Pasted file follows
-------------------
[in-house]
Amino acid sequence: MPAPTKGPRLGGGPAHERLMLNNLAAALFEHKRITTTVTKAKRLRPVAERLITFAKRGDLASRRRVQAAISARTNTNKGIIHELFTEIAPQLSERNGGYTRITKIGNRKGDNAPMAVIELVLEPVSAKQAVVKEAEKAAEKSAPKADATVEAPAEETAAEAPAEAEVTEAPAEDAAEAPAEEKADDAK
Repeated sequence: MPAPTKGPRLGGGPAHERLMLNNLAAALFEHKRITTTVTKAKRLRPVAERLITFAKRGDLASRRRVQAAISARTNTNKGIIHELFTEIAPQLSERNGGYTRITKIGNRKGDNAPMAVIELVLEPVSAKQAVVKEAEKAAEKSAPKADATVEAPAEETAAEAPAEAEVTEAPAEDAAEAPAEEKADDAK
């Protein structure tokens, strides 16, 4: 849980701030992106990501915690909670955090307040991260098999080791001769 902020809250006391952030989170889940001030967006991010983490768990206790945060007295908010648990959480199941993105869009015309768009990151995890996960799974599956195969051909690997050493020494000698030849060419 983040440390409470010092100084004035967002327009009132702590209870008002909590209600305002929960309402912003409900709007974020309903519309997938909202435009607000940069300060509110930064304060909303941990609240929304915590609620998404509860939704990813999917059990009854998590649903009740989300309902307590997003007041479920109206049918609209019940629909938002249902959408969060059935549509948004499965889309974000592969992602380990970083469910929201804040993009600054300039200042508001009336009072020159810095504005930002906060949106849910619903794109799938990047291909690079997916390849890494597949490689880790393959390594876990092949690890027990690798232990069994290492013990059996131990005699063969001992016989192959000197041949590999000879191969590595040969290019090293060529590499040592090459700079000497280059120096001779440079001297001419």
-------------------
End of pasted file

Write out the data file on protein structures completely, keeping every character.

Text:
[in-house]
Amino acid sequence: MPAPTKGPRLGGGPAHERLMLNNLAAALFEHKRITTTVTKAKRLRPVAERLITFAKRGDLASRRRVQAAISARTNTNKGIIHELFTEIAPQLSERNGGYTRITKIGNRKGDNAPMAVIELVLEPVSAKQAVVKEAEKAAEKSAPKADATVEAPAEETAAEAPAEAEVTEAPAEDAAEAPAEEKADDAK
Repeated sequence: MPAPTKGPRLGGGPAHERLMLNNLAAALFEHKRITTTVTKAKRLRPVAERLITFAKRGDLASRRRVQAAISARTNTNKGIIHELFTEIAPQLSERNGGYTRITKIGNRKGDNAPMAVIELVLEPVSAKQAVVKEAEKAAEKSAPKADATVEAPAEETAAEAPAEAEVTEAPAEDAAEAPAEEKADDAK
């Protein structure tokens, strides 16, 4: 849980701030992106990501915690909670955090307040991260098999080791001769 902020809250006391952030989170889940001030967006991010983490768990206790945060007295908010648990959480199941993105869009015309768009990151995890996960799974599956195969051909690997050493020494000698030849060419 983040440390409470010092100084004035967002327009009132702590209870008002909590209600305002929960309402912003409900709007974020309903519309997938909202435009607000940069300060509110930064304060909303941990609240929304915590609620998404509860939704990813999917059990009854998590649903009740989300309902307590997003007041479920109206049918609209019940629909938002249902959408969060059935549509948004499965889309974000592969992602380990970083469910929201804040993009600054300039200042508001009336009072020159810095504005930002906060949106849910619903794109799938990047291909690079997916390849890494597949490689880790393959390594876990092949690890027990690798232990069994290492013990059996131990005699063969001992016989192959000197041949590999000879191969590595040969290019090293060529590499040592090459700079000497280059120096001779440079001297001419």